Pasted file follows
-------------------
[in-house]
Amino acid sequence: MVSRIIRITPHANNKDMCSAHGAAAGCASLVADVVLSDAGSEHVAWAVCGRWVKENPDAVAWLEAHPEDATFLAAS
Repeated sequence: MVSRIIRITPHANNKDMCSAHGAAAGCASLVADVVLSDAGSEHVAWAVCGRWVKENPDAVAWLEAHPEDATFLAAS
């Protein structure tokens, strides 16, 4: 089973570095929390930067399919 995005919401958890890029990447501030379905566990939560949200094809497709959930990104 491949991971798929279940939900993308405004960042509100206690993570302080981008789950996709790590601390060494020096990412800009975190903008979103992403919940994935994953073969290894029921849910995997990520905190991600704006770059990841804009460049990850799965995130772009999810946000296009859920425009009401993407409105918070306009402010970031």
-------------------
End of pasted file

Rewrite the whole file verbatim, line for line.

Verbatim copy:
[in-house]
Amino acid sequence: MVSRIIRITPHANNKDMCSAHGAAAGCASLVADVVLSDAGSEHVAWAVCGRWVKENPDAVAWLEAHPEDATFLAAS
Repeated sequence: MVSRIIRITPHANNKDMCSAHGAAAGCASLVADVVLSDAGSEHVAWAVCGRWVKENPDAVAWLEAHPEDATFLAAS
């Protein structure tokens, strides 16, 4: 089973570095929390930067399919 995005919401958890890029990447501030379905566990939560949200094809497709959930990104 491949991971798929279940939900993308405004960042509100206690993570302080981008789950996709790590601390060494020096990412800009975190903008979103992403919940994935994953073969290894029921849910995997990520905190991600704006770059990841804009460049990850799965995130772009999810946000296009859920425009009401993407409105918070306009402010970031």